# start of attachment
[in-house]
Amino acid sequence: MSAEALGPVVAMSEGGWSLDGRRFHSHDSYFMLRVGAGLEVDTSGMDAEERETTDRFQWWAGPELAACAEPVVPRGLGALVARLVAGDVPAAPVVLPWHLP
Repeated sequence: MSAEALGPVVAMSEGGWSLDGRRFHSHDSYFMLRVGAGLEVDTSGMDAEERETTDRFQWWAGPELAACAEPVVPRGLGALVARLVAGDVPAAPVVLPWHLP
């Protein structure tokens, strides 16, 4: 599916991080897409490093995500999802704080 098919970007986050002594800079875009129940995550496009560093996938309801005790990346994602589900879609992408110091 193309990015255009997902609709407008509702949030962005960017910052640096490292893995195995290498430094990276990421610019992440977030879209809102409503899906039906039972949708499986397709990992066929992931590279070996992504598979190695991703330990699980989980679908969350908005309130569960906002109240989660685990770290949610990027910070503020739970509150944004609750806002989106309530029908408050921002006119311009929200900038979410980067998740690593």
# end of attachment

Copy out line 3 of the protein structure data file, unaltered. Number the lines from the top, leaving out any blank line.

Repeated sequence: MSAEALGPVVAMSEGGWSLDGRRFHSHDSYFMLRVGAGLEVDTSGMDAEERETTDRFQWWAGPELAACAEPVVPRGLGALVARLVAGDVPAAPVVLPWHLP